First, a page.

Other objects and advantages besides those discussed above shall be apparent to those skilled in the art from the description of a preferred embodiment of the invention which follows. In the description, reference is made to accompanying drawings, which form a part hereof, and which illustrate an example of the invention. Such example, however, is not exhaustive of the various embodiments of the invention, and therefore reference is made to the claims which follow the description for determining the scope of the invention.

BRIEF DESCRIPTION OF THE DRAWINGS

FIG. 1 is a schematic perspective view showing the arrangement of a color filter manufacturing apparatus according to the first embodiment of the present invention;

FIG. 2 is a block diagram showing the arrangement of a control unit for controlling the operation of the color filter manufacturing apparatus;

FIG. 3 is a perspective view showing the structure of an ink-jet head used in the color filter manufacturing apparatus;

FIGS. 4A to 4F are sectional views showing a color filter manufacturing process;

FIG. 5 is a sectional view showing the basic structure of a color liquid crystal display device incorporating a color filter;

FIG. 6 is a block diagram showing an information processing apparatus in which the liquid crystal display device is used;

FIG. 7 is a perspective view showing the information processing apparatus in which the liquid crystal display device is used;

FIG. 8 is a perspective view showing the information processing apparatus in which the liquid crystal display device is used;

FIG. 9 is a view showing line patterns drawn on a substrate with a plurality of different nozzles;

FIG. 10 is a perspective view showing an ink-jet head which can draw one pixel with one nozzle in one scanning operation;

FIG. 11 is a view showing combinations of nozzles;

FIG. 12 is a view showing the number of times of scanning in the first embodiment;

FIG. 13 is a view showing the arrangement of an absorbance measuring system;

FIG. 14 is a view showing a concrete example of how dot densities are set in units of pixel arrays in the first embodiment;

FIG. 15 is a view showing a concrete example of correction image data for each nozzle used in the first embodiment;

FIG. 16 is a view showing the arrangement of ink-jet heads used in the second embodiment of the present invention;

FIG. 17 is a view showing an example of an ink-jet head designed to color the pixels on each line with a plurality of nozzles in one scanning operation;

FIG. 18 is a view showing the discharge pitches for the respective pixels and the correction image discharge pitches which are obtained from the absorbances of line patterns; and

FIG. 19 is a view showing a concrete example of how a new target value Mn′ is set.

DETAILED DESCRIPTION OF THE PREFERRED EMBODIMENTS

The preferred embodiments of the present invention will be described in detail below with reference to the accompanying drawings.

(First Embodiment)

FIG. 1 is perspective view showing the arrangement of a color filter manufacturing apparatus according to the first embodiment of the present invention.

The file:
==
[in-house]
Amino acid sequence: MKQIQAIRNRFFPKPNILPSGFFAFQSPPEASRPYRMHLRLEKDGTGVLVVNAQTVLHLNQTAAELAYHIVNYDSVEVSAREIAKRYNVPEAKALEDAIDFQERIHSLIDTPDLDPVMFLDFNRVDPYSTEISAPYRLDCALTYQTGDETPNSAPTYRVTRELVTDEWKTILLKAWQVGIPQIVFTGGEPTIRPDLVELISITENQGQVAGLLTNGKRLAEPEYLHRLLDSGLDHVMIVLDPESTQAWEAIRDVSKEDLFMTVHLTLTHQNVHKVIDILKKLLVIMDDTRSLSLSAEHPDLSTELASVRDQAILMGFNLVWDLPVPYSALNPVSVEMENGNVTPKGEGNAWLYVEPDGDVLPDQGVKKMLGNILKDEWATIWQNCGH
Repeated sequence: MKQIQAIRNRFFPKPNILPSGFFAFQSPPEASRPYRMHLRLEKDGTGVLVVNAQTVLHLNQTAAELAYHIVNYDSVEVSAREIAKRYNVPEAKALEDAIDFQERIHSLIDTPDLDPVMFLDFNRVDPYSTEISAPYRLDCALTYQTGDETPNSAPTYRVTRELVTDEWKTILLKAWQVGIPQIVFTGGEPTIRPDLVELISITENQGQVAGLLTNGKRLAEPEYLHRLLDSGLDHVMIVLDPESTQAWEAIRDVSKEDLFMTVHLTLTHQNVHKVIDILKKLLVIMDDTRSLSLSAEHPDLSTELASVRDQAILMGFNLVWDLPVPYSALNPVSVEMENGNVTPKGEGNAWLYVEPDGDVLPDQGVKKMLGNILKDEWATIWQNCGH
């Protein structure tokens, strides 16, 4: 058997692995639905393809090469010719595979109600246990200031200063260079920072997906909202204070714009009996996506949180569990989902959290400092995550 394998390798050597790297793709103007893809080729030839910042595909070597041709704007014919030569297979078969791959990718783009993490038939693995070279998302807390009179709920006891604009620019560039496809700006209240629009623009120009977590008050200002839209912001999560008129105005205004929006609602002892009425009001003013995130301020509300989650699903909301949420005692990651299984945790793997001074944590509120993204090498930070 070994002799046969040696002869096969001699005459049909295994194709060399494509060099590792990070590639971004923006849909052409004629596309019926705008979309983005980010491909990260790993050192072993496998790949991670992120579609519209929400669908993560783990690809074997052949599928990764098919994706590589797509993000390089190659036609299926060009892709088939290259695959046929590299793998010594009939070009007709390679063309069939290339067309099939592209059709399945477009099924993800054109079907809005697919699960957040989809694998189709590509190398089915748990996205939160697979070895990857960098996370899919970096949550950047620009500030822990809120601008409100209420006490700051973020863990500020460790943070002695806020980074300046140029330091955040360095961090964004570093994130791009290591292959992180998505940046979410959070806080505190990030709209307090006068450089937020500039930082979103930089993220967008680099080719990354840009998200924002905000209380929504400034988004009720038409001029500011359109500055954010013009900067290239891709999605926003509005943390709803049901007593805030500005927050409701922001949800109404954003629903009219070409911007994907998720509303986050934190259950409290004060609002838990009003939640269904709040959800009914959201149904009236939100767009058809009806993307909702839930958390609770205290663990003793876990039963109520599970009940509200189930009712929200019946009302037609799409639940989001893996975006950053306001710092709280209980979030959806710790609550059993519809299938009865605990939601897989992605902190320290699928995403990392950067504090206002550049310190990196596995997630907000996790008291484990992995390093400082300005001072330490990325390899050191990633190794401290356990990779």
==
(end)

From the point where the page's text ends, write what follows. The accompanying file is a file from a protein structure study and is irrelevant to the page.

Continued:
Referring to FIG. 1, reference numeral 51 denotes an apparatus base; 52, an X-Y-θ stage disposed on the apparatus base 51; 53, a color filter substrate set on the X-Y-θ stage 52; 54, color filters formed on the color filter substrate 53; 55, a head unit having a head mount 55 a for supporting R (red), G (green), and B (blue) ink-jet heads for coloring the color filters 54; 58, a controller for controlling the overall operation of a color filter manufacturing apparatus 90; 59, a teaching pendant (personal computer) as the display unit of the controller; and 60, a keyboard as the operation unit of the teaching pendant 59. The head unit 55 is detachably mounted on a support portion 90 a of the color filter manufacturing apparatus 90 such that the pivot angle of the unit can be adjusted within a horizontal plane.

FIG. 2 is a block diagram showing the arrangement of the controller of the color filter manufacturing apparatus 90. The teaching pendant 59 serves as the input/output means of the controller 58. Reference numeral 62 denotes a display unit for displaying how a manufacturing process progresses, information indicating the presence/absence of a head abnormality, and the like. The operating unit (keyboard) 60 designates an operation of the color filter manufacturing apparatus 90 and the like.

The controller 58 controls the overall operation of the color filter manufacturing apparatus 90. Reference numeral 65 denotes an interface for exchanging data with the teaching pendant 59; 66, a CPU for controlling the color filter manufacturing apparatus 90; 67, a ROM storing control programs for operating the CPU 66; 68, a RAM for storing production information and the like; 70, a discharge control unit for controlling discharging of an ink into each pixel of a color filter; and 71, a stage control unit for controlling the operation of the X-Y-θ stage 52 of the color filter manufacturing apparatus 90. The color filter manufacturing apparatus 90 is connected to the controller 58 and operates in accordance with instructions therefrom.